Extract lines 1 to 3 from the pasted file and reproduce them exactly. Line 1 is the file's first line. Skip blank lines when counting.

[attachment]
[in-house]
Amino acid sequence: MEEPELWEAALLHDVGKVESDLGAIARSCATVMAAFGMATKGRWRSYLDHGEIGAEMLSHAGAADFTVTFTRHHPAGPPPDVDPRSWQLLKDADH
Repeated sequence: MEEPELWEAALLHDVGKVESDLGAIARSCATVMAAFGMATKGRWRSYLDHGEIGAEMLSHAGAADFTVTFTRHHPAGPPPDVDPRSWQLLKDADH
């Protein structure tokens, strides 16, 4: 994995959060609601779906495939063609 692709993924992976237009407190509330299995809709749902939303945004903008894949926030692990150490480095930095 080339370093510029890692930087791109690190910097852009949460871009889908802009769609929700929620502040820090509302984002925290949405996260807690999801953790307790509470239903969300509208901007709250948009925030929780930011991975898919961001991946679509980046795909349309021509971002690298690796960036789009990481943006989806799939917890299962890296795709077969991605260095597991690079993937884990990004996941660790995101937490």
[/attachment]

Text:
[in-house]
Amino acid sequence: MEEPELWEAALLHDVGKVESDLGAIARSCATVMAAFGMATKGRWRSYLDHGEIGAEMLSHAGAADFTVTFTRHHPAGPPPDVDPRSWQLLKDADH
Repeated sequence: MEEPELWEAALLHDVGKVESDLGAIARSCATVMAAFGMATKGRWRSYLDHGEIGAEMLSHAGAADFTVTFTRHHPAGPPPDVDPRSWQLLKDADH